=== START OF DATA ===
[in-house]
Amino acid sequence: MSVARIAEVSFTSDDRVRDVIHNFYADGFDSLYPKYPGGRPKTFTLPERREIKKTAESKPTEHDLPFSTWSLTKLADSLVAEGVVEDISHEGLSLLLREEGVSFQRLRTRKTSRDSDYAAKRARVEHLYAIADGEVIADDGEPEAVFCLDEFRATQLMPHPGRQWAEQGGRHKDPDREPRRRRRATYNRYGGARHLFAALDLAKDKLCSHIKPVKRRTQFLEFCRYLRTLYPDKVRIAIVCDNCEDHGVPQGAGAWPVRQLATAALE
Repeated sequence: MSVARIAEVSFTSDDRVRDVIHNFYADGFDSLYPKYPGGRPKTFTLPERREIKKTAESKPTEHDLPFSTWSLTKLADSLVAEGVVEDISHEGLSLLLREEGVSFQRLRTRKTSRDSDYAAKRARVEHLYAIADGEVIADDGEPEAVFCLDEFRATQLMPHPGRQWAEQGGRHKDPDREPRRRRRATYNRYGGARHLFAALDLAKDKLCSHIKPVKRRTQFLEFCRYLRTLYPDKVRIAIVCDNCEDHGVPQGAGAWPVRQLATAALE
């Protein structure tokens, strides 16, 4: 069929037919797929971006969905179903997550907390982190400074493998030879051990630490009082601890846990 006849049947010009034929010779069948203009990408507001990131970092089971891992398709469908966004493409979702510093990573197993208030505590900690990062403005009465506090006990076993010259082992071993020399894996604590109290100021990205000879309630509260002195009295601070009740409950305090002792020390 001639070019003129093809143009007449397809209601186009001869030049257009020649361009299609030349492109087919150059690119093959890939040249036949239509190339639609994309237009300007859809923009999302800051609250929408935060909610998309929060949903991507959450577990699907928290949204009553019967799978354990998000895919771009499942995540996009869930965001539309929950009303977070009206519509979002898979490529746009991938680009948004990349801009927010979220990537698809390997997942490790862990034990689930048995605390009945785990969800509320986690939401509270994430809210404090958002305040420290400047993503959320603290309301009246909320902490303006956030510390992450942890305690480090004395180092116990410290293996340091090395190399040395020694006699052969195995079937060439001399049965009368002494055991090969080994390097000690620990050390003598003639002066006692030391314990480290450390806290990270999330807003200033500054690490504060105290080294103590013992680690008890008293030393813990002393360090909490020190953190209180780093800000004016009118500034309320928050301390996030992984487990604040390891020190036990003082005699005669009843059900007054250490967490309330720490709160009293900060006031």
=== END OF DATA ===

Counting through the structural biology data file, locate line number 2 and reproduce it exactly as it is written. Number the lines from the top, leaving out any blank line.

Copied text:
Amino acid sequence: MSVARIAEVSFTSDDRVRDVIHNFYADGFDSLYPKYPGGRPKTFTLPERREIKKTAESKPTEHDLPFSTWSLTKLADSLVAEGVVEDISHEGLSLLLREEGVSFQRLRTRKTSRDSDYAAKRARVEHLYAIADGEVIADDGEPEAVFCLDEFRATQLMPHPGRQWAEQGGRHKDPDREPRRRRRATYNRYGGARHLFAALDLAKDKLCSHIKPVKRRTQFLEFCRYLRTLYPDKVRIAIVCDNCEDHGVPQGAGAWPVRQLATAALE